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Welcome to The Visible Embryo, a comprehensive educational resource on human development from conception to birth.

The Visible Embryo provides visual references for changes in fetal development throughout pregnancy and can be navigated via fetal development or maternal changes.

The National Institutes of Child Health and Human Development awarded Phase I and Phase II Small Business Innovative Research Grants to develop The Visible Embryo. Initally designed to evaluate the internet as a teaching tool for first year medical students, The Visible Embryo is linked to over 600 educational institutions and is viewed by more than one million visitors each month.

Today, The Visible Embryo is linked to over 600 educational institutions and is viewed by more than 1 million visitors each month. The field of early embryology has grown to include the identification of the stem cell as not only critical to organogenesis in the embryo, but equally critical to organ function and repair in the adult human. The identification and understanding of genetic malfunction, inflammatory responses, and the progression in chronic disease, begins with a grounding in primary cellular and systemic functions manifested in the study of the early embryo.

WHO International Clinical Trials Registry Platform

The World Health Organization (WHO) has created a new Web site to help researchers, doctors and
patients obtain reliable information on high-quality clinical trials. Now you can go to one website and search all registers to identify clinical trial research underway around the world!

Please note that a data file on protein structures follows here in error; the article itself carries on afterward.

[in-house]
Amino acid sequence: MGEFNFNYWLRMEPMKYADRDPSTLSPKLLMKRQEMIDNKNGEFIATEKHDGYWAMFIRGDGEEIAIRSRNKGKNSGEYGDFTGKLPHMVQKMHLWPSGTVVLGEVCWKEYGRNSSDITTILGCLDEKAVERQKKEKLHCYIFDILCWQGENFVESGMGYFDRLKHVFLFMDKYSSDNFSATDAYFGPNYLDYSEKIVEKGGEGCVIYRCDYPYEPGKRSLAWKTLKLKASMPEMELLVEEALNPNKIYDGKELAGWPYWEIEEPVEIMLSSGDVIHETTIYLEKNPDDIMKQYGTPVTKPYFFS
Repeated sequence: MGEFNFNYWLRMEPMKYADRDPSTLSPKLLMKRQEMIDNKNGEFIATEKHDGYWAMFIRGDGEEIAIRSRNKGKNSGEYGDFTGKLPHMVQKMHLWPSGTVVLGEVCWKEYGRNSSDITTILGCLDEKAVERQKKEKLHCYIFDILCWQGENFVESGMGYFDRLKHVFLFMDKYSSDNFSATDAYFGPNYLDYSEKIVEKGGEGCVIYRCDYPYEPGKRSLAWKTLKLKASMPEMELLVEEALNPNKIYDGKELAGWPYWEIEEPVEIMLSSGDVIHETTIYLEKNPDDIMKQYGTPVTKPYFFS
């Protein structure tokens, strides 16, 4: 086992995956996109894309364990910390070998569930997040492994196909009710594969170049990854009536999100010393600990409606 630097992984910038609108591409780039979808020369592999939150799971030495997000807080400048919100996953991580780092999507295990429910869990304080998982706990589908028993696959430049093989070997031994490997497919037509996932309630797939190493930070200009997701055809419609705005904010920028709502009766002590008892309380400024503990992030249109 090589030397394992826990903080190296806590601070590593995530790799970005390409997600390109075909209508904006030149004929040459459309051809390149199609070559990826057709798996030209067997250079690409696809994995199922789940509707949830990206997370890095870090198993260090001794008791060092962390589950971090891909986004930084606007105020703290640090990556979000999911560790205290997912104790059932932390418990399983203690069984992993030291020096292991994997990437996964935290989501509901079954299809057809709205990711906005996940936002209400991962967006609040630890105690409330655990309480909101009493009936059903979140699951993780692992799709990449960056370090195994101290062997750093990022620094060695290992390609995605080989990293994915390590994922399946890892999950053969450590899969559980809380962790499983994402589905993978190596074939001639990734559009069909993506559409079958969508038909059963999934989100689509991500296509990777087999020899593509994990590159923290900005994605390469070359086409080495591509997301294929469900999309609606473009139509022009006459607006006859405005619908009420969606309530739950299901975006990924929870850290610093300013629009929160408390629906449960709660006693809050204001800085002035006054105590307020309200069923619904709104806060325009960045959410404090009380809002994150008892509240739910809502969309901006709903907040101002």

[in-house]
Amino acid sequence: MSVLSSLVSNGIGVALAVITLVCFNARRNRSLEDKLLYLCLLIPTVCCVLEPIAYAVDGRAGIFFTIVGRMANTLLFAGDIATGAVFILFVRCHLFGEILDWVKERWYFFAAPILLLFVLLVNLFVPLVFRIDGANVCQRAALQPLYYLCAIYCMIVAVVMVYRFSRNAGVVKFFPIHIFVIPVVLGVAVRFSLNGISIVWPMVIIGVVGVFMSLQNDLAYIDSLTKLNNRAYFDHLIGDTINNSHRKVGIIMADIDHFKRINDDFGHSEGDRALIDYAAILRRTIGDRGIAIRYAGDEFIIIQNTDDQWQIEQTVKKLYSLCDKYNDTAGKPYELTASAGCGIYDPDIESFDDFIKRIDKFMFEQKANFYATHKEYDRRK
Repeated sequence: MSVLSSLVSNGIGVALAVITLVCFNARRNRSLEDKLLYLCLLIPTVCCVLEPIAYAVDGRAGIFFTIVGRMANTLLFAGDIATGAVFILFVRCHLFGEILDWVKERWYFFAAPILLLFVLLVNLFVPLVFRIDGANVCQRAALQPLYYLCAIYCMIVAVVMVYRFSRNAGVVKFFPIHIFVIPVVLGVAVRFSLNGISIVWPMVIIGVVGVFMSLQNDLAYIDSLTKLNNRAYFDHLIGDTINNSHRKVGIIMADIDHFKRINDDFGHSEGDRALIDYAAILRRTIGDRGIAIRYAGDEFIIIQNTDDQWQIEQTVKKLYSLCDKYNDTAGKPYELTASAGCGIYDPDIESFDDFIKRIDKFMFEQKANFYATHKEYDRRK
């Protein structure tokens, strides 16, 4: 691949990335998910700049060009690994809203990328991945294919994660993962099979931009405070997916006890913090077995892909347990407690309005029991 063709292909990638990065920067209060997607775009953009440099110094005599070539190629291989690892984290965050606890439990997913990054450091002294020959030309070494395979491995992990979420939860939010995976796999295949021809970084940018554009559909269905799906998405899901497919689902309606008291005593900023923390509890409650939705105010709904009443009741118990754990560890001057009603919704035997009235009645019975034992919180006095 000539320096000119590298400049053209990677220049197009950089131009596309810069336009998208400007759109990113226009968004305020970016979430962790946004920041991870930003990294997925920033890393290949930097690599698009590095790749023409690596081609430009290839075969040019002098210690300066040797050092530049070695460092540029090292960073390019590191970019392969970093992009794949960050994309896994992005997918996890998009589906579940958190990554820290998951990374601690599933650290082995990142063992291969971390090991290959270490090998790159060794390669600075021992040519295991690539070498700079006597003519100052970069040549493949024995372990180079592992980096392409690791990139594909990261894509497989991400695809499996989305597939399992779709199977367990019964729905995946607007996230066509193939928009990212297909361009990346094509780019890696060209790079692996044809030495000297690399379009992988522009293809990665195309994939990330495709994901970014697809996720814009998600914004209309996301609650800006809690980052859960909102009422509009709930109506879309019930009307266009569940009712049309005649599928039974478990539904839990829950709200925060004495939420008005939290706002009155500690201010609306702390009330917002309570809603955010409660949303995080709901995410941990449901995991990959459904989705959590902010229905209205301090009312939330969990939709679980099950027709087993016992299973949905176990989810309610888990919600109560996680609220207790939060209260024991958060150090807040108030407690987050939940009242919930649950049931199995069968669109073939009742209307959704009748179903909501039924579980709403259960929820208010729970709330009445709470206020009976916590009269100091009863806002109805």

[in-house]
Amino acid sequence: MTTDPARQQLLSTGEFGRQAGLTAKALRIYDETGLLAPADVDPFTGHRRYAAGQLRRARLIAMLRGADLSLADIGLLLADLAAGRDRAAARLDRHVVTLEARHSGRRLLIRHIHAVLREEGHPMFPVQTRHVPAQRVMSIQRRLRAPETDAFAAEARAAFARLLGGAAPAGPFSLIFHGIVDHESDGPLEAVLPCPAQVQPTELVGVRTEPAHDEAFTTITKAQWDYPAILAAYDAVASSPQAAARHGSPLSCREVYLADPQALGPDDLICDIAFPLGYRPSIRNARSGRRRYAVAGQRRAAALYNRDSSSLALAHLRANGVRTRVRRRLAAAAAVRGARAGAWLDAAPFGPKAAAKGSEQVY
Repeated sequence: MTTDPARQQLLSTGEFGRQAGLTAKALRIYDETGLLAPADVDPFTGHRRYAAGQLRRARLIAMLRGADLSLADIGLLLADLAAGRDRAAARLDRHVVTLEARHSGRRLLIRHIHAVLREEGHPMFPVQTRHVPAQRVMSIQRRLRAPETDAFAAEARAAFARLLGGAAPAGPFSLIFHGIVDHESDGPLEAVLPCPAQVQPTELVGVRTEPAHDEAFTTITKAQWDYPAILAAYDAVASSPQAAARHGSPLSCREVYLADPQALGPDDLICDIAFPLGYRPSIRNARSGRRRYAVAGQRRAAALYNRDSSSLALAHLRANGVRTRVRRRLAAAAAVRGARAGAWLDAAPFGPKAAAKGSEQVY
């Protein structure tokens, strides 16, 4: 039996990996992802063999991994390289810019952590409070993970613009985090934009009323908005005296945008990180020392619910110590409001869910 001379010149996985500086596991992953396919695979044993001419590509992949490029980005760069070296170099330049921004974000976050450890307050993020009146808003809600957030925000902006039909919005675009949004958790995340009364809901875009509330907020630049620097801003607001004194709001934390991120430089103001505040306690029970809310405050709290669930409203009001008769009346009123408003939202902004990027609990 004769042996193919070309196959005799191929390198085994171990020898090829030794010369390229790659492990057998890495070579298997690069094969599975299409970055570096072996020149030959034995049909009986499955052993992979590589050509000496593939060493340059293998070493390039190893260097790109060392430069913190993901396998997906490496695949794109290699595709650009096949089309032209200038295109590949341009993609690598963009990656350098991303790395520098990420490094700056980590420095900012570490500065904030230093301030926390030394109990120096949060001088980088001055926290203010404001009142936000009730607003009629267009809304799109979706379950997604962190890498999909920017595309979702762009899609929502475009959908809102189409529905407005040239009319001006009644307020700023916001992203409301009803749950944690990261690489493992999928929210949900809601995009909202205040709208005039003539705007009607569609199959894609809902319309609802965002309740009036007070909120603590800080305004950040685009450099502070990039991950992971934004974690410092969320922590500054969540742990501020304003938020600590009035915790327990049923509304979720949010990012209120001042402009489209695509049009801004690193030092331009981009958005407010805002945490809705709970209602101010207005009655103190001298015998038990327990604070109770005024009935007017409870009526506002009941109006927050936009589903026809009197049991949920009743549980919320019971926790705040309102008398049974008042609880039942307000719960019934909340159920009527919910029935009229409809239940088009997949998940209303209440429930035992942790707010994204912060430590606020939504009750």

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Pregnancy Timeline by SemestersFetal liver is producing blood cellsHead may position into pelvisBrain convolutions beginFull TermWhite fat begins to be madeWhite fat begins to be madeHead may position into pelvisImmune system beginningImmune system beginningPeriod of rapid brain growthBrain convolutions beginLungs begin to produce surfactantSensory brain waves begin to activateSensory brain waves begin to activateInner Ear Bones HardenBone marrow starts making blood cellsBone marrow starts making blood cellsBrown fat surrounds lymphatic systemFetal sexual organs visibleFinger and toe prints appearFinger and toe prints appearHeartbeat can be detectedHeartbeat can be detectedBasic Brain Structure in PlaceThe Appearance of SomitesFirst Detectable Brain WavesA Four Chambered HeartBeginning Cerebral HemispheresFemale Reproductive SystemEnd of Embryonic PeriodEnd of Embryonic PeriodFirst Thin Layer of Skin AppearsThird TrimesterSecond TrimesterFirst TrimesterFertilizationDevelopmental Timeline
CLICK ON weeks 0 - 40 and follow along every 2 weeks of fetal development
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Home | Pregnancy Timeline | News Alerts |News Archive Oct 23, 2014

The Jonah crab (Cancer borealis) and other invertebrates are useful in neuroscience research
because their neurons are similar enough to our own that research results can be “scaled up”
to apply to higher organisms like ourselves.


CDC Growth Standards 0 to 2 Years of Age




Neurons “fine tune” themselves at gene level

A new study provides the first biological evidence that neurons continually “tune” their molecular machinery to regulate the flow of ions and the electrical charge neurons carry.

Neurons are electrically charged cells that interpret and transmit information by electro-chemical signals. The amount of a neuron’s electrical charge is determined by the flow of charged ions in and out of its' cell wall through ion channel pores. When the cell wall pores open, ions rush in. When those pores close the neuron is said to be "charged".

David Schulz is associate professor of Biological Sciences at the University of Missouri-Columbia, in Columbia, Missouri, USA. He led the research — which appears on the August cover of Current Biology. His research found that individual neurons maintain levels of messenger RNA (mRNA are  the molecules that carry instructions from genes to the protein-making machinery of the cell) to ensure a consistent ratio of open and closed ion channels.

“We used to think a neuron’s electrical output was determined by a fixed number of ion channels in the cell wall. Now, we realize the number of ion channels can be totally different as long as it balances out.”

David Schulz PhD, associate professor, division of biological sciences, College of Arts and Science, in the Interdisciplinary Neuroscience Program at Missouri University.